You could only get higher views than this if you were craning your neck from the window of a passing plane on a clear day.

I was born on one of the highest points in the capital  so, naturally, I couldn't resist the opportunity to explore when the public area opened.

But unlike Dr Who I opted to take the lift rather than scale the outside on a Triumph motorbike. First off, you pose for the obligatory virtual photo which superimposes you outside. You are then zoomed up to the restaurant level in a kaleidoscope lift before switching to a second chute. There are two viewing levels three floors apart.

Heavens above...looking up to the very top of The Shard

The lower stage at Level 68 is totally enclosed while at the open top Level 72 you can stare up to the summit of the 308m structure and the heavens beyond.

I used to think that the London Eye, at a mere 135m, was amazing views but this is incredible. The viewing area is at 244m and you can see for 64km.

Even the bathroom has a window - a loo with a fantastic view.

On a good day, you can see Windsor Castle to the west of London in Berkshire. It's great fun picking out your favourite landmarks.

And, yes, just to the left of the Dome, I can just about see The Valley home of my beloved Charlton Athletic  but couldn't find the goals..cue football gag.

You can also scour around the metropolis with the hi-tech telescopes that display tags for the landmarks and allow you to zoom in and click on information. There are lots of them and they are free to use - so you normally don't have to queue and scramble around for change.

Long way down...how London looks from the top of The Shard

Talking of avoiding queues, I got my entry tickets through online ticketing site www.365tickets.co.uk. Prices were the same as on the door but I was able to print off the tickets at home so didn't have to worry about collection.

At the upper level, you get a sense of the elements outside. I decided to chance my arm and, seeing more steps tried to go even higher but a guide intervened stating: "Sorry sir, that is for maintenance area only."  I wondered what needed to be maintained up here. "Window cleaners. Some use the cradle, others attach themselves to ropes," came the reply.

Heights don't really bother me but my stomach churned as I looked straight down at pavement level and imagined what it must be like to be dangling on a cord out there with just a cloth, sponge and wiper in your hand.

French Spiderman Alain Robert, who has scaled the Eiffel Tower and the Empire State Building, would love to add The Shard to his repertoire of 132 daring climbs, but he has been banned. What would he cling to with all that glass?

Back on the ground at my hotel, I was closely inspecting  glass of a different variety as I sipped on a champagne mojito at the 5-star Plaza on the River.

The softly-lit bar area has a calming Sixties feel to it as you relax over a drink or two. Up in my suite, I was admiring the views of London again - this time from my balcony overlooking the Thames.  To my right stood the Houses of Parliament and Westminster Bridge and, beyond, the London Eye - this time a lot bigger and a huge coloured ring at night.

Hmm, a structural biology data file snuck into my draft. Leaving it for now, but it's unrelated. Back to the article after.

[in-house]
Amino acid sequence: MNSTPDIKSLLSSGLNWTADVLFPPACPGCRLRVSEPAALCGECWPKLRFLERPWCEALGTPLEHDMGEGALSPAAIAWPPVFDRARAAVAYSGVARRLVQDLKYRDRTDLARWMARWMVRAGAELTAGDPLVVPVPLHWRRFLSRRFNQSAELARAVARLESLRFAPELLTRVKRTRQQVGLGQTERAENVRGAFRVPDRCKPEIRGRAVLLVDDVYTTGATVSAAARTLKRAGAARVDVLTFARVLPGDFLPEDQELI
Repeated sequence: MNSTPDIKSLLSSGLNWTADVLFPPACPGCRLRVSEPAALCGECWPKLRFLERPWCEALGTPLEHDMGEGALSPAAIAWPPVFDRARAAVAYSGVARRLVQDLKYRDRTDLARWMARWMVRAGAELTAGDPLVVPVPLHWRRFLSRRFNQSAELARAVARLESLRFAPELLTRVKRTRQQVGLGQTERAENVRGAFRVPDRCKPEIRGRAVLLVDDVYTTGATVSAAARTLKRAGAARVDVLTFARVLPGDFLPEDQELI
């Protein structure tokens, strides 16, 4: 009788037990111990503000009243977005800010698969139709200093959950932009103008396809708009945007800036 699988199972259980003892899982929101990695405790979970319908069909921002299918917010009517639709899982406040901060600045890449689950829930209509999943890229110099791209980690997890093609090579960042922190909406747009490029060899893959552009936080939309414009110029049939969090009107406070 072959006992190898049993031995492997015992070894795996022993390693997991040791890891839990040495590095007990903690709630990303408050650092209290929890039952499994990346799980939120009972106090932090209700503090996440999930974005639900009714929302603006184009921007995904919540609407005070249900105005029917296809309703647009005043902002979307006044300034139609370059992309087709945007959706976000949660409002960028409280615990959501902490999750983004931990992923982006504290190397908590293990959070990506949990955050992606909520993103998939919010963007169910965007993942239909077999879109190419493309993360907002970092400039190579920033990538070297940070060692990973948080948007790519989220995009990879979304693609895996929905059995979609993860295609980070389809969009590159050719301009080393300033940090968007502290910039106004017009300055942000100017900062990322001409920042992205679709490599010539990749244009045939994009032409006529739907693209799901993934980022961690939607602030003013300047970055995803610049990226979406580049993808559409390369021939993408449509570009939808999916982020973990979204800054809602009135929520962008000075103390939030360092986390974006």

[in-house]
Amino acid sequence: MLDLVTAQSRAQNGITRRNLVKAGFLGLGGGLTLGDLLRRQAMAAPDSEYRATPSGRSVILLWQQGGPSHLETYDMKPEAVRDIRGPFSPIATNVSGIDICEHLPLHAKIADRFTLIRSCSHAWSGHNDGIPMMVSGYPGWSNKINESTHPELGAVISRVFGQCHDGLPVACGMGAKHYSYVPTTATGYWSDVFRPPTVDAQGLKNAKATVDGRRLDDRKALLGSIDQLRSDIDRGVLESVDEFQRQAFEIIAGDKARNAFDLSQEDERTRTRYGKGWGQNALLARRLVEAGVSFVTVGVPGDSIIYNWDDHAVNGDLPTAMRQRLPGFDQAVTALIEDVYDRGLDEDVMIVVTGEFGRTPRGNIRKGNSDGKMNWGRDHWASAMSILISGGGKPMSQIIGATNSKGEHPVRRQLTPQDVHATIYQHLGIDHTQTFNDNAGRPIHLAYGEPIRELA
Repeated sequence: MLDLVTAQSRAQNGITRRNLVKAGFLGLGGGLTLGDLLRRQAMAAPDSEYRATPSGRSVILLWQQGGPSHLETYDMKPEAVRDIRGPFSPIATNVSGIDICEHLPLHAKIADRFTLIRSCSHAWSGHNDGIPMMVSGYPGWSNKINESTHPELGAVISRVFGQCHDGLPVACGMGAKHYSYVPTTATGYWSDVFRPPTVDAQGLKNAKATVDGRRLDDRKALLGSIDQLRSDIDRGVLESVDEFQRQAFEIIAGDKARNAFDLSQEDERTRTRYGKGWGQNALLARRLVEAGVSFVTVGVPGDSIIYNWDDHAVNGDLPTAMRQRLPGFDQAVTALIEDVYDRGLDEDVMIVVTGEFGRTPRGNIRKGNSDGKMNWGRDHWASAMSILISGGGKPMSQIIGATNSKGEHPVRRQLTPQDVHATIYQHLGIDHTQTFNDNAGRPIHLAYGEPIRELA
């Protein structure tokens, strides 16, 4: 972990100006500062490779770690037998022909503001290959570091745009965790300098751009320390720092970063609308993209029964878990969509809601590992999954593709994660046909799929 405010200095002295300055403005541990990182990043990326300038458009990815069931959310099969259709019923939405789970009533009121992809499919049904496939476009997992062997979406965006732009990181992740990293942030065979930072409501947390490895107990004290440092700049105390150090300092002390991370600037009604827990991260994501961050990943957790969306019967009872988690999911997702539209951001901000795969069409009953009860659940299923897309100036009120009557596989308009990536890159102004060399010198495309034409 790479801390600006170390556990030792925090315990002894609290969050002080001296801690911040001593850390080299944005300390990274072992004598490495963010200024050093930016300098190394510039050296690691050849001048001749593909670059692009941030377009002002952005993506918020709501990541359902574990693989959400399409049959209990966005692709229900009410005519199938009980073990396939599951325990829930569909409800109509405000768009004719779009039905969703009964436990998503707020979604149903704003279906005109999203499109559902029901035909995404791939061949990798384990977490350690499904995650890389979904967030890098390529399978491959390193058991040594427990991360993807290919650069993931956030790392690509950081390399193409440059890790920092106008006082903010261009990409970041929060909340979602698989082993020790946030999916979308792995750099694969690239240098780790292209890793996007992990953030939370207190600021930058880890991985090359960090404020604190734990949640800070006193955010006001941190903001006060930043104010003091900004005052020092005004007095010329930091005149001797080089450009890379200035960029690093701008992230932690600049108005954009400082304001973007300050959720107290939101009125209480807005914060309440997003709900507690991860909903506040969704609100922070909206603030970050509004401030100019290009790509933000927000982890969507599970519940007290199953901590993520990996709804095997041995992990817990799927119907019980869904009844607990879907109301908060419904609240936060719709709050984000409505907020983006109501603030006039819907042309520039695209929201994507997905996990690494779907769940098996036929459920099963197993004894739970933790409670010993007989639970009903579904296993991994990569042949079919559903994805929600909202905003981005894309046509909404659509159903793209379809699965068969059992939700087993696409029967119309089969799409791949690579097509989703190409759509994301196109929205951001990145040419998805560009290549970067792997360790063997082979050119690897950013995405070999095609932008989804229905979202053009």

London night light...the capital from my balcony at  the Plaza on the River

To my left lie the swanky areas of Chelsea and Kensington. The hotel is in a great location on the Albert Embankment with Vauxhall Tube station just a few minutes walk away. The great thing about the suites is that you are effectively renting a luxury flat. They come with up to three  bedrooms - so you can have a holiday home for the family with the world's most exciting city on your doorstep.

If you want to chill out indoors,  there are TVs in the lounge and bedroom, a DVD player and free wi-fi. There is also a fitness suite and in-room spa treatments while downstairs you can dine at the Chino Latino brasserie - a Pan-Asian restaurant.

And for couples seeking a romantic getaway, you can order the intimacy kit for £15 (€18).  I was staying there alone so didn't want to raise eyebrows by ordering one.

But, if I find out what's inside, I'll let you know.


Tickets to the Shard start at £29.95 (€35.50) per adult and £23.95 (€28.50) for children aged over 3 years old (under 3s go free). Visit  www.365tickets.co.uk  which matches the door price and allows you to print-off your ticket and bypass the ticket collection.

Plaza on the River – Club and Residence. Suites start at £179 (€212) inc VAT but excluding breakfast.   Romantic breaks from £399 (€473) including three-course meal, breakfast in bed and two spa treatments. Visit www.PlazaOnTheRiver.co.uk

Totally chilled...softly-lit bar area is perfect for intimate and relaxing drink

Bedroom with a view...you can wake up to stunning views of the Thames and the buzzing capital city

Honest Travel Guy

Oradour sur Glane

I WILL never forget the haunting feeling of standing in the middle of a small church where 445 women and children had been massacred by the Nazis during the last throes of the Second World War. Just yards away 197 menfolk of Oradour sur Glane were also ruthlessly executed by SS troops hellbent on eliminating the Resistance.

Since that day on June 10 1944, the village - near Limoges in France - has been left as it was on that awful day as a memorial to the dead. I looked at the tangled remains of a pram to the right of the altar as I tried to imagine how so many people crammed into that church before the soldiers opened fire.The building was then set ablaze to destroy the bodies before they were dumped in a mass grave days later. You can still see the bullet holes in the walls.